can do comment but also do interesting things with the data
plugins available
works for Drupal as well
but why? why this?
should all be different whys
but it is about control of our media
but this is all about tech
but that is not what indieweb is about
it is about design principals
have to have fun!
emoji included
your site is your playground
the original motto of the World Wide Web was: “let’s share what we know.”

How Technical Should A Drupal PM Be?
Matthew O’Bryant

I do a fair amount of thinking about Project Management since I talk to so many people who work on projects. I also see that as an appealing career path to be honest, as it is something that gets things done and in an ideal world, unites folks for the better. Matthew does a pretty good job of reality checking anyone that might be approaching this field lightly. He systematically walked through terms and concepts that PMs of any skill level should be mastering and at least familiar with. The final answer of “how technical” is ultimately “it depends”, as with so many other things in life. However, knowing more and continually learning is certainly a good approach no matter what.

Raw Notes:
Long history of CS sales and technical background around sales and marketing
bought a home loan automation, learned coding and architecture
Dreamweaver, ASP
20 years of this stuff
Digital Project Manager
I think in 1’s and 0’s but I speak English
Does it even matter
Main role is
hit deadlines
manage a budget
resource coordination
quality control
client satisfaction
Answer is yes, it matters
carpenter using a hammer vs making a blueprint
actual answers, it depends, on quality of the project
small sites maybe less important
even some medium, depends on what you need to integrate, maybe great contrib modules
maybe less to explain
maybe more technical
support SLA
Endurance vs Stress test
more complex you need to have a better technical understanding and be able to translate it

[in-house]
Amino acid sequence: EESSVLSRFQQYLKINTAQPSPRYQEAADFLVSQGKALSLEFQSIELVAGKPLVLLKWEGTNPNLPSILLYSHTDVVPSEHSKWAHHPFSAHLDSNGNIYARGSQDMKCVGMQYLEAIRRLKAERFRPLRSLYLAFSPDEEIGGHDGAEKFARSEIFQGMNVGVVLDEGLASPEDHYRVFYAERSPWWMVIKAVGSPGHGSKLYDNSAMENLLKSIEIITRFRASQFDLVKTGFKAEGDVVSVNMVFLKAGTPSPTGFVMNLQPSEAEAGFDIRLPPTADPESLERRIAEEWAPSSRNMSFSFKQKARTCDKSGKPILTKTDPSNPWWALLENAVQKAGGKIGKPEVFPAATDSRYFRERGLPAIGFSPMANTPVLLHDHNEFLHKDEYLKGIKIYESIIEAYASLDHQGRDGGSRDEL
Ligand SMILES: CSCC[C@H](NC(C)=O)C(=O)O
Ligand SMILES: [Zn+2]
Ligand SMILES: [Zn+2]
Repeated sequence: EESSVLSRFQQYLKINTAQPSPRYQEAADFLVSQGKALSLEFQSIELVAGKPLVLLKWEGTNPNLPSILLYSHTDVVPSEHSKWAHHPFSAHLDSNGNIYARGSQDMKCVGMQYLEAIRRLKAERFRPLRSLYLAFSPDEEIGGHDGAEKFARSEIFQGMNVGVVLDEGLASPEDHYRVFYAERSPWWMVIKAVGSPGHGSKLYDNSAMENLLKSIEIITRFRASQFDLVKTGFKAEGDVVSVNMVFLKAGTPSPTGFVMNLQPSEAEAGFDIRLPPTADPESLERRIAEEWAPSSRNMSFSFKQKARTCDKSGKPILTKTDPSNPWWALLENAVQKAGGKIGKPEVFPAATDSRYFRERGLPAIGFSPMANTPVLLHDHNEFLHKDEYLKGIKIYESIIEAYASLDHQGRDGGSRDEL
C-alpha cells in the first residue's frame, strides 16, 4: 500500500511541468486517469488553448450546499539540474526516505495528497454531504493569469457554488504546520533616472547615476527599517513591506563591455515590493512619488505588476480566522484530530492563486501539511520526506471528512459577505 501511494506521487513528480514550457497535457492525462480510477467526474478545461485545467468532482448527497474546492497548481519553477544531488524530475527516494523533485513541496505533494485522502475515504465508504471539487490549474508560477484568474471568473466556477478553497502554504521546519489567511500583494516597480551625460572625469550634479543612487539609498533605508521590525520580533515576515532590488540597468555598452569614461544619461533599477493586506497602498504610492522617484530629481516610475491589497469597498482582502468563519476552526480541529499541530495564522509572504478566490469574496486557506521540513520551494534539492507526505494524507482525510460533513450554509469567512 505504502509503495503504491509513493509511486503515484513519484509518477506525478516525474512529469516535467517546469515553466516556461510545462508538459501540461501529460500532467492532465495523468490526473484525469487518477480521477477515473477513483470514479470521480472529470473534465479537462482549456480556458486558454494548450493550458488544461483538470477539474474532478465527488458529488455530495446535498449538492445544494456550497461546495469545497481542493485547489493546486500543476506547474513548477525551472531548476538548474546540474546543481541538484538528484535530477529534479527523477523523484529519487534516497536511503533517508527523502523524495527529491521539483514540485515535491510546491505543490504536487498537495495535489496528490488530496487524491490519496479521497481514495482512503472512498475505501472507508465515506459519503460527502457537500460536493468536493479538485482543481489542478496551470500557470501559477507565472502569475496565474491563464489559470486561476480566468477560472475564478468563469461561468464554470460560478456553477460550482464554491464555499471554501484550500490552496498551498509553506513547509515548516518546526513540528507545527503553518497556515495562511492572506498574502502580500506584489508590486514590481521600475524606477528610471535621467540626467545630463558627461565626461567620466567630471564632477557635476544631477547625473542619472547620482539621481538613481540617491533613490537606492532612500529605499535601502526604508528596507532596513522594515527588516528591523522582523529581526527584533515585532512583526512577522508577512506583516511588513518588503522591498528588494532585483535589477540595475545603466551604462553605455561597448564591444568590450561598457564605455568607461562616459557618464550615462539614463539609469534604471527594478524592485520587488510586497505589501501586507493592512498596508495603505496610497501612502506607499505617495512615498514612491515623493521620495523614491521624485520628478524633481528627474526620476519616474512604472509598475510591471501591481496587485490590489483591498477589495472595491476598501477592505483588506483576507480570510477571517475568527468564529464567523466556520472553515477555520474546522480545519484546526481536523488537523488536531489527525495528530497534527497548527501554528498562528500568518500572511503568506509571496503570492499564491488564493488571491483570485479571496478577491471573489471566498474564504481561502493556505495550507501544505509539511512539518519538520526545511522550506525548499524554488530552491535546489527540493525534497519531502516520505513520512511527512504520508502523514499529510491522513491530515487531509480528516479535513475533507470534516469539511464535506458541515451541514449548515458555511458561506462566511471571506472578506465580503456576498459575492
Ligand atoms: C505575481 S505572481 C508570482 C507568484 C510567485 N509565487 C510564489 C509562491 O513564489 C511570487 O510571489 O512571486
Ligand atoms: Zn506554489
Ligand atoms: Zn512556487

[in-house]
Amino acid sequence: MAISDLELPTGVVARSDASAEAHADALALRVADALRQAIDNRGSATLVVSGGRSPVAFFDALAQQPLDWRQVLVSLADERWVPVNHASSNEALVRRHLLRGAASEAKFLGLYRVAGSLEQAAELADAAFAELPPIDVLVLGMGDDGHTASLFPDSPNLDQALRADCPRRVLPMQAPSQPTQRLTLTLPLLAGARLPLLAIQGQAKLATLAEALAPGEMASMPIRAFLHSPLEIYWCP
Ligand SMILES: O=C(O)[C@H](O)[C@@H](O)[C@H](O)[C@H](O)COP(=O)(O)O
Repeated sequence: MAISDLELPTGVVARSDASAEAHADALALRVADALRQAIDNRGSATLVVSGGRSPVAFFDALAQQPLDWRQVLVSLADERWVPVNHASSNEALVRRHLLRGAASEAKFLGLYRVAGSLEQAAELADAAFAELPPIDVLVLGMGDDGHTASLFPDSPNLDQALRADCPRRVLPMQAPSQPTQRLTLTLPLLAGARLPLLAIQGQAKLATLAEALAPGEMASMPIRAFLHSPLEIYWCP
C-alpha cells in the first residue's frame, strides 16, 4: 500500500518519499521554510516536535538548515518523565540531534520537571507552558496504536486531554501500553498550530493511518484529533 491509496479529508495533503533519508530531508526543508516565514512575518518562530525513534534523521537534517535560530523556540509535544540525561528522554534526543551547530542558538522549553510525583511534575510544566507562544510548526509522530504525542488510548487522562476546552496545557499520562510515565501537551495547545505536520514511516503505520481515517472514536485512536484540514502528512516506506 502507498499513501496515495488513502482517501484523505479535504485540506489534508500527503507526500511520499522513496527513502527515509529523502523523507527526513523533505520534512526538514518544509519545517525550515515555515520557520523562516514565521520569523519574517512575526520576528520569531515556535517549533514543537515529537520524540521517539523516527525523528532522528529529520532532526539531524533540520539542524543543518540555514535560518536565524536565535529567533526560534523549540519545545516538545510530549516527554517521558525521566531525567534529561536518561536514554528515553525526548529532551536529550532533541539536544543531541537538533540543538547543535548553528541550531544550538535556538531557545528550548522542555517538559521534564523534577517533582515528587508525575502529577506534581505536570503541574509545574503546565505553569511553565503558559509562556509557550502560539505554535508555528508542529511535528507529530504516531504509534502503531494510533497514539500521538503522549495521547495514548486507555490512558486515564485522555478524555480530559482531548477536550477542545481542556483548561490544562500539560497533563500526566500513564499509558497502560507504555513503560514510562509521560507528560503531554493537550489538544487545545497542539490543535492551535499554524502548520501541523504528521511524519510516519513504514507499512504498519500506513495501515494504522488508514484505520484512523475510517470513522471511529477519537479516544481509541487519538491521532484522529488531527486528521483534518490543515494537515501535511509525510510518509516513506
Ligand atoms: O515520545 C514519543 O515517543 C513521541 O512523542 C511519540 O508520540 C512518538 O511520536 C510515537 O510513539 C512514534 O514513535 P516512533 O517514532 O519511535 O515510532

knowing terminology
adding content
basic HTML and CSS editing
Basic understanding of Views
intermediate skills
paragraphs, pathauto
admin toolbar
many more
know your basic contrib modules
Drupal permissions
views config
commerce features attributes
so you can have the conversation with the clients
version control for Configuration Management
Module configurations
more advanced things
know git
W3C WCAG 2.0
Perceivable Information and UI
Operable User Interface and Navigation
Understandable Information & UI
Robust content and reliable interpretation
Peer code review
Cross Browser Testing
Performance Testing
Security and Penetrative Testing
Google Analytics
Google Tag Manager
Heat Mapping Tools
improve your skills
Build your own website

Storybook: An Interactive Pattern Library for Your Decoupled Applications
Brian Perry

Brian is an excellent presenter and this talk is a continuation of an idea I first heard him discuss at Midcamp. Now, I will always caveat that front end stuff always seems a little out of my wheelhouse, as I don’t really touch that side of things in my day to day. However, this adds a bit of magic show element to any of these talks where I just get to be impressed a thing is possible without fully grasping how it does it’s thing. ‘Knobs’, for instance, seems like a completely logical tool anyone would want to use for making fast changes when prototyping or developing but I can’t point to a single thing on my agenda to have a reason to dive into it at the moment. Still, I am very grateful to get to attend these talks and expand my knowledge base around this area. You never know what tomorrow will bring or when I am going to need to need this stuff. It was a very good demo.

Raw Notes:
Atomic design approach